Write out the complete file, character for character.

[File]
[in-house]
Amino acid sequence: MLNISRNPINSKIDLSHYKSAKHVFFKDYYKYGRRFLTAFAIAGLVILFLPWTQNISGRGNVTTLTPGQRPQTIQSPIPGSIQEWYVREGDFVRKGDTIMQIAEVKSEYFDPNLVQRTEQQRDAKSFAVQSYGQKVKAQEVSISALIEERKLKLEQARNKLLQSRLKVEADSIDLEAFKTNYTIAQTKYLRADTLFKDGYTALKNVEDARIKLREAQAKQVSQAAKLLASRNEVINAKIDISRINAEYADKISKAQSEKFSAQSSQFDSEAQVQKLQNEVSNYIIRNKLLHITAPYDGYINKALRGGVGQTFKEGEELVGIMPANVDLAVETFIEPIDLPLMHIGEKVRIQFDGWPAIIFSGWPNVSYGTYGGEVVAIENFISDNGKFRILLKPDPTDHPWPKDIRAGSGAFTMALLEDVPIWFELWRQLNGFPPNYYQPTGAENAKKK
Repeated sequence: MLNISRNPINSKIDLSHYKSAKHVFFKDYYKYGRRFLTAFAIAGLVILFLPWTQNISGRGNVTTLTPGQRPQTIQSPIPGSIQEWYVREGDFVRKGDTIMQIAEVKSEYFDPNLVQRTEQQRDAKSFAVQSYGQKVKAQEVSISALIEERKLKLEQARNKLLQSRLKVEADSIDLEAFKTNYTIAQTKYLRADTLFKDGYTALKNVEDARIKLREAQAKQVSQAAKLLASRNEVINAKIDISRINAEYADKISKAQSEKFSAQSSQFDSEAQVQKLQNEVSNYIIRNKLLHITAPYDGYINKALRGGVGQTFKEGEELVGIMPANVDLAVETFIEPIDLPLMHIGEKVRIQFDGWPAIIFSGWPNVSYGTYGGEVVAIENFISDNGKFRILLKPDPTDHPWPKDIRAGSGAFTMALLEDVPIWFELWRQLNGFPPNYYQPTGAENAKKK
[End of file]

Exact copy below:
[in-house]
Amino acid sequence: MLNISRNPINSKIDLSHYKSAKHVFFKDYYKYGRRFLTAFAIAGLVILFLPWTQNISGRGNVTTLTPGQRPQTIQSPIPGSIQEWYVREGDFVRKGDTIMQIAEVKSEYFDPNLVQRTEQQRDAKSFAVQSYGQKVKAQEVSISALIEERKLKLEQARNKLLQSRLKVEADSIDLEAFKTNYTIAQTKYLRADTLFKDGYTALKNVEDARIKLREAQAKQVSQAAKLLASRNEVINAKIDISRINAEYADKISKAQSEKFSAQSSQFDSEAQVQKLQNEVSNYIIRNKLLHITAPYDGYINKALRGGVGQTFKEGEELVGIMPANVDLAVETFIEPIDLPLMHIGEKVRIQFDGWPAIIFSGWPNVSYGTYGGEVVAIENFISDNGKFRILLKPDPTDHPWPKDIRAGSGAFTMALLEDVPIWFELWRQLNGFPPNYYQPTGAENAKKK
Repeated sequence: MLNISRNPINSKIDLSHYKSAKHVFFKDYYKYGRRFLTAFAIAGLVILFLPWTQNISGRGNVTTLTPGQRPQTIQSPIPGSIQEWYVREGDFVRKGDTIMQIAEVKSEYFDPNLVQRTEQQRDAKSFAVQSYGQKVKAQEVSISALIEERKLKLEQARNKLLQSRLKVEADSIDLEAFKTNYTIAQTKYLRADTLFKDGYTALKNVEDARIKLREAQAKQVSQAAKLLASRNEVINAKIDISRINAEYADKISKAQSEKFSAQSSQFDSEAQVQKLQNEVSNYIIRNKLLHITAPYDGYINKALRGGVGQTFKEGEELVGIMPANVDLAVETFIEPIDLPLMHIGEKVRIQFDGWPAIIFSGWPNVSYGTYGGEVVAIENFISDNGKFRILLKPDPTDHPWPKDIRAGSGAFTMALLEDVPIWFELWRQLNGFPPNYYQPTGAENAKKK